When Dr. Amy Abernethy joined the Federal Drug Administration in 2019, she was committed to preparing the agency’s technology infrastructure for the coming data revolution. After months of developing a technology modernization action plan and new data modernization strategy, a real-world public health emergency reinforced the criticality of her focus.
“What has become increasingly clear is that the core substrate to addressing COVID-19 is data and it is critical to the agency’s mechanisms to address the pandemic,” Abernethy told Health Catalyst’s Sadiqa Mahmood, as they prepare for their upcoming keynote discussion at the Healthcare Analytics Summit, HAS 20.
Recognizing the value of real-time diagnostic and clinical data, the FDA joined Health Catalyst and dozens of other stakeholders in two Accelerator projects: the Therapeutic Evidence Accelerator and the COVID-19 Diagnostics Evidence Accelerator.
Comprised of health data aggregation and analytics experts, including leaders from FDA, major technology companies, academic research institutions, device manufacturers, payers, and health systems, this all-hands-on-deck approach sought to share insights, compare results and answer key questions to inform the collective COVID-19 response. How can multiple levels of stakeholders evaluate the real-world performance of diagnostic and antibody tests? What do those test results and data reveal about the prevalence of disease, chains of transmission, and individual and population-level immunity?
“Health Catalyst is utilizing real-world data in the diagnostic (e.g., nucleic acid or antigenic) and antibody testing (e.g., serological) space,” explained Mahmood. “We are leveraging our own COVID-19 registry powered by Touchstone to evaluate viral diagnostic and antibody tests, gain a deeper understanding of the prevalence of SARS-CoV-2 in specific populations, variation in practice around test administration and potentially answer critical questions on immunity. These collaborative efforts have not only improved the FDA’s processes – including data collection and hypothesis generation – but also driven meaningful changes in real-world outcomes.”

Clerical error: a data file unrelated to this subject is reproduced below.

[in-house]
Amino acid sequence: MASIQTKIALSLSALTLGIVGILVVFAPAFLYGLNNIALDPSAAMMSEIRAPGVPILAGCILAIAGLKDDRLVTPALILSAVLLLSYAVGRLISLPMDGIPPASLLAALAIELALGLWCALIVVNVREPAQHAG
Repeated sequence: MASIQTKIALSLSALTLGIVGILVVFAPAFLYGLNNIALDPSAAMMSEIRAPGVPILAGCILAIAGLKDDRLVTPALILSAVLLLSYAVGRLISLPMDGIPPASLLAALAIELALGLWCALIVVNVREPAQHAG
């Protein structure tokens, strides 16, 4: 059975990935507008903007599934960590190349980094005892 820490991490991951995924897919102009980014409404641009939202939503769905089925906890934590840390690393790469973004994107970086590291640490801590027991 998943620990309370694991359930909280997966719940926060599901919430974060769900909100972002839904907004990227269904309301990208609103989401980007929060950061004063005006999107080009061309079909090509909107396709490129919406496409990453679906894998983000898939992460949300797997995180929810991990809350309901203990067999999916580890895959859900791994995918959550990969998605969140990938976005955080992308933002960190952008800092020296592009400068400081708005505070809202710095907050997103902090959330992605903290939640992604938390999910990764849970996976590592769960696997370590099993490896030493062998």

While the collaboration was powerfully executed, the lack of standardization created challenges for the working groups. Public health departments and providers rely not only on varying information systems and data formats but comply with disparate data standards, ultimately limiting effective data-sharing and efficiency. New rules issued by the Office of the National Coordinator for Health Information Technology (ONC) and the Centers for Medicare & Medicaid Services (CMS) recognize the importance of interoperability and expressly prohibit information blocking in pursuit of greater API transparency, data sharing, and patient access.
“Health Catalyst’s Interoperability Suite’s focus on data aggregation unites providers and reduces the greatest administrative burdens that come with sifting through disparate data in different formats,” noted Abernethy.
As the FDA, other federal agencies, and even global ministries use real-world data to address important public health issues – including but not limited to the ongoing pandemic – interoperability measures will need to be enhanced to ensure important healthcare data is more widely and securely available. The coronavirus pandemic has underscored the need for real-time data collection and regular information sharing. The key is to empower the complete exchange of clinical data and enable multiple levels of stakeholders to each use it effectively.
For Dr. Abernethy, one thing is clear: “We’re still at the beginning of the journey.”
Register for HAS 20 to see Dr. Amy Abernethy’s keynote discussion, happening on Wednesday, September 2.
Read about the FDA’s efforts to harness real-world data to inform its COVID-19 response here.
Learn more about Health Catalyst’s Interoperability Suite.